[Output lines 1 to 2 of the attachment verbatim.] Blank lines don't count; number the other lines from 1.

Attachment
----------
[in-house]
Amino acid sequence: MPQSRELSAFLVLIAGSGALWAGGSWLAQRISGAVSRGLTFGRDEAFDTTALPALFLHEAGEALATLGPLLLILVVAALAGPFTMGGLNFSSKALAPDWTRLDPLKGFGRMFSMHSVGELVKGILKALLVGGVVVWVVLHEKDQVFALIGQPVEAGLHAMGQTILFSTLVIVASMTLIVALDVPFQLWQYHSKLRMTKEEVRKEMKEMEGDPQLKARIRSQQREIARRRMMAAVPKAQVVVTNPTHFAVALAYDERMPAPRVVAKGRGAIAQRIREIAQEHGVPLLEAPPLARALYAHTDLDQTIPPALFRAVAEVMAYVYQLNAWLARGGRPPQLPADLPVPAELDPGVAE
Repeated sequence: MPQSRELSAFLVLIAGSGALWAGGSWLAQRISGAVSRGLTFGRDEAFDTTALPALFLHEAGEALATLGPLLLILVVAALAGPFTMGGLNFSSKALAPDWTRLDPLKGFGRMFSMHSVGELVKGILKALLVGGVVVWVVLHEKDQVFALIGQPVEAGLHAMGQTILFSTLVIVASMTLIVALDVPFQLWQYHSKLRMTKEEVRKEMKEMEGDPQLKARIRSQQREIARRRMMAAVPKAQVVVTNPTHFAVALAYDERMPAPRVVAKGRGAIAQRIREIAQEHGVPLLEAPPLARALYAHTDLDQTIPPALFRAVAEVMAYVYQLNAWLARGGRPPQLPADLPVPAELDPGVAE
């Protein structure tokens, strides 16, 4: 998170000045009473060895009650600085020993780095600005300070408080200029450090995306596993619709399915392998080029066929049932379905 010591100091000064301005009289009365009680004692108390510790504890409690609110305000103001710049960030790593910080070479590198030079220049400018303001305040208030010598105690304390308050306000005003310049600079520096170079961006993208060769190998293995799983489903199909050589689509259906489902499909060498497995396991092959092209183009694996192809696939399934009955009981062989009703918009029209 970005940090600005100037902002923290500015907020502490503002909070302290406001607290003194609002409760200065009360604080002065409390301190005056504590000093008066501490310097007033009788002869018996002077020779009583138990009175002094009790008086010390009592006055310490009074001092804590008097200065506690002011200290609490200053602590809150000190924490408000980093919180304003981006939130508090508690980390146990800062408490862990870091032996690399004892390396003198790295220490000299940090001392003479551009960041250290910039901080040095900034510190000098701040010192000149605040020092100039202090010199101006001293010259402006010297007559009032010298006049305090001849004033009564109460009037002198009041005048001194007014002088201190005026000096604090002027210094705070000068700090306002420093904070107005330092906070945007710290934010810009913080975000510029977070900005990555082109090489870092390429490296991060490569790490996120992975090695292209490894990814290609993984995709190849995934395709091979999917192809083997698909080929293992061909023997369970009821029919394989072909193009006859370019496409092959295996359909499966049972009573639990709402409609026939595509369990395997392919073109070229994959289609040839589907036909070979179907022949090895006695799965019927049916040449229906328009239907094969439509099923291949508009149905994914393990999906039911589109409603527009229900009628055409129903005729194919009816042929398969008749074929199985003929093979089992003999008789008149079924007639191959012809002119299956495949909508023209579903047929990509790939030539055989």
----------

[in-house]
Amino acid sequence: MPQSRELSAFLVLIAGSGALWAGGSWLAQRISGAVSRGLTFGRDEAFDTTALPALFLHEAGEALATLGPLLLILVVAALAGPFTMGGLNFSSKALAPDWTRLDPLKGFGRMFSMHSVGELVKGILKALLVGGVVVWVVLHEKDQVFALIGQPVEAGLHAMGQTILFSTLVIVASMTLIVALDVPFQLWQYHSKLRMTKEEVRKEMKEMEGDPQLKARIRSQQREIARRRMMAAVPKAQVVVTNPTHFAVALAYDERMPAPRVVAKGRGAIAQRIREIAQEHGVPLLEAPPLARALYAHTDLDQTIPPALFRAVAEVMAYVYQLNAWLARGGRPPQLPADLPVPAELDPGVAE